We made our way up the bank again.  We got back in the truck and tried to figure out
how to visit Mike's Branch Falls. I was sitting there with GPS coordinates and a guidebook with directions. I also had a head full of conflicting memories I couldn't trust.  Kenny had no recall of visiting it in the past.  I was frustrated.    To make a long story short I finally looked up and saw 
a yellow sign very faded and broken in half.  It indicated the direction of travel to reach the falls.
We made our way out there and finally saw it.  Oy!  What a disappointment.  Not alot of water.
You view it from an overlook and the trees have grown up at the base of the falls and on the overlook to where you wonder "Why did I bother coming out here?" .. Unless we go back and bushwhack to the base of it.. I won't bother coming here again.  There are actually two falls there.
Neither one is very good and the trees obstruct both. 
Mike's Branch Falls. What you can see of it. It is about 70 ft high, but not much.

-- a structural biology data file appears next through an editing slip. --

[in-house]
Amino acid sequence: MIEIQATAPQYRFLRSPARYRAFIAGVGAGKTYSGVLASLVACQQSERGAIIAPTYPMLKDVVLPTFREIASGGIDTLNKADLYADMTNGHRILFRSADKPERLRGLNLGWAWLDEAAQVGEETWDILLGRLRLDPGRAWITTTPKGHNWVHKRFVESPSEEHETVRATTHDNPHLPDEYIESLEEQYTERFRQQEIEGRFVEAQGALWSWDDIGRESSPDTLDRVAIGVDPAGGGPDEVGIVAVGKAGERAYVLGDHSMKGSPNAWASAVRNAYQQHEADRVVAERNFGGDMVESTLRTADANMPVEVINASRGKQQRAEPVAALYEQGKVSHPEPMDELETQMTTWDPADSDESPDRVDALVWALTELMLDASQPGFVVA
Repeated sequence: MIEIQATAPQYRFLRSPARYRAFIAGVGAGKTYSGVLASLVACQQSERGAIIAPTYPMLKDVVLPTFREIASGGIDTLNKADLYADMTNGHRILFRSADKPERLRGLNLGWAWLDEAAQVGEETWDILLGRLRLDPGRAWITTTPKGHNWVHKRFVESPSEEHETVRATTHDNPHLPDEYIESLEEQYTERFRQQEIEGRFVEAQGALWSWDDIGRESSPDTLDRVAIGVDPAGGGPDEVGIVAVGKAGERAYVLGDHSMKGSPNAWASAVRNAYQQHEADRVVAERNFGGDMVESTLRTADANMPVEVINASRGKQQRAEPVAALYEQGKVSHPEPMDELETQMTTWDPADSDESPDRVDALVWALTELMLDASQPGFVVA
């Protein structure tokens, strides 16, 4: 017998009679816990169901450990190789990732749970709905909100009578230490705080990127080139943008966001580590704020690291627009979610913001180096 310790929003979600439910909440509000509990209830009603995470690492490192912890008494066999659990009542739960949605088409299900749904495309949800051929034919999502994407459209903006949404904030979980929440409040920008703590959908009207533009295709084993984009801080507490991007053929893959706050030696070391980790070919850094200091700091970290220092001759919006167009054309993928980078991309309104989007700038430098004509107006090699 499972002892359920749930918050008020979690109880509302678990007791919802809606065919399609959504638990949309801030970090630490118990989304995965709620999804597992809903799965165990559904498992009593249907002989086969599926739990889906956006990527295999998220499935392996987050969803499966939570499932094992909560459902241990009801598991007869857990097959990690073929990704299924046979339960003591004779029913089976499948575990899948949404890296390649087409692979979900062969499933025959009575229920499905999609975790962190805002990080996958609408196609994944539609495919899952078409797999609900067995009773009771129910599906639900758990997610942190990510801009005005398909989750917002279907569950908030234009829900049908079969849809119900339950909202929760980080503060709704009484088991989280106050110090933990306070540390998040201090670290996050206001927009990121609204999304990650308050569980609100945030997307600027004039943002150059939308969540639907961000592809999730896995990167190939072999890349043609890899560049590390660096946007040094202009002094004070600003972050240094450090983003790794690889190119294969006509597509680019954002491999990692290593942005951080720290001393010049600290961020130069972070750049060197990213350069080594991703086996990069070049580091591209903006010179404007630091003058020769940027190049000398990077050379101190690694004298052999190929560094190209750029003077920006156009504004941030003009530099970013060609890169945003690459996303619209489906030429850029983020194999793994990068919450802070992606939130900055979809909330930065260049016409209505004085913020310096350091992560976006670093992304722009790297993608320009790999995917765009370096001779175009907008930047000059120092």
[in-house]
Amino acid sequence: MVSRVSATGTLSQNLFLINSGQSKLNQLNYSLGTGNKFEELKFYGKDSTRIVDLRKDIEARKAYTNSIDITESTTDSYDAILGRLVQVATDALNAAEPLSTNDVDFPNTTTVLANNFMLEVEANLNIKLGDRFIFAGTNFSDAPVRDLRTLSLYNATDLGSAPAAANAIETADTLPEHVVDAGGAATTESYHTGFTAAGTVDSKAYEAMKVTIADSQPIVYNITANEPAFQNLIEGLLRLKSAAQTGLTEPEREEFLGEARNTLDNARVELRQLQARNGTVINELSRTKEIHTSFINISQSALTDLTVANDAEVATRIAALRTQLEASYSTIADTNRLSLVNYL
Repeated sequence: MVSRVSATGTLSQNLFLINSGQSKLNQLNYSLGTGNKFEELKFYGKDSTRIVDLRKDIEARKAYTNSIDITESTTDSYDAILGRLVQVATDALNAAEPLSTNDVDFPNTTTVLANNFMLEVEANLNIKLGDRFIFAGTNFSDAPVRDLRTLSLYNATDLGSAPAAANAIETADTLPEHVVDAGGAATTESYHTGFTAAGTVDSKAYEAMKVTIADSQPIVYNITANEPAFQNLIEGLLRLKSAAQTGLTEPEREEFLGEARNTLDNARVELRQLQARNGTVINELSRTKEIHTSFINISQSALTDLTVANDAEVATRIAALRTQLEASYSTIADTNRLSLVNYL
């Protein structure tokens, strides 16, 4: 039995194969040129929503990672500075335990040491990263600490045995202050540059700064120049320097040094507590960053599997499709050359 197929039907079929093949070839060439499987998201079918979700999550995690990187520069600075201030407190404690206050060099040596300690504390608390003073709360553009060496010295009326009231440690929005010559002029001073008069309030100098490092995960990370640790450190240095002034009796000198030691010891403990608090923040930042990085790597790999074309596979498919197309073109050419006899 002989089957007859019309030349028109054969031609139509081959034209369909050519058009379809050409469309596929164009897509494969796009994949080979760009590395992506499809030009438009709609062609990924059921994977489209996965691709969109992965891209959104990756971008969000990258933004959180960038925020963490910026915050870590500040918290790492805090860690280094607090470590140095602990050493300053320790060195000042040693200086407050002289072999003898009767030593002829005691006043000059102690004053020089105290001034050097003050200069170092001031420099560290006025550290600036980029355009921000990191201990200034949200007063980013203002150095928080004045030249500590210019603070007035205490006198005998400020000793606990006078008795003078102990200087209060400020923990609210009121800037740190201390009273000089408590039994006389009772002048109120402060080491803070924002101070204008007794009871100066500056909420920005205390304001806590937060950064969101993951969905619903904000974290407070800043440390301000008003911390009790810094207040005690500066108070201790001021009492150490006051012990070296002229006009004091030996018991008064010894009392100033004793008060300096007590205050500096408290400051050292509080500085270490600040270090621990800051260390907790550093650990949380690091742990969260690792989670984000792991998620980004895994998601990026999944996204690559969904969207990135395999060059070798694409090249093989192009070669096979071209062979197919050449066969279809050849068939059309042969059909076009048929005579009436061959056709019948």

We went on out the bluff line a ways and checked out some other overlooks we found.
The views were really pretty.  We also tried to spot the elusive "Abraham Falls" across the gorge where it was supposed to lie off Rankin Rd/ Mt. Olive Road.   All we saw was a few frozen icicles.

View from Overlook #1

View from Overlook #2

     We ate lunch at one of these overlooks.   I could tell something was wrong with me. 
I began chilling, shivering more and more.  We got back in the truck. My hands, face and torso were like ice.  I got drowsy.  I was having a little spell of after drop.   I knew it would pass, but it would be three or four hours until I was right again.  I had not been eating enough or drinking enough. I had gotten very sweaty
climbing around in the brush and then stopped moving as much.   Now I was chilled.

We went and checked into the motel so I could take care of myself and feel better. I did not want
the weekend ruined over one day's activities.    By four pm or so I recovered and warmed up.
I was going to be fine.  We rested up for the next day going to Coppinger Cove to ride the RZR.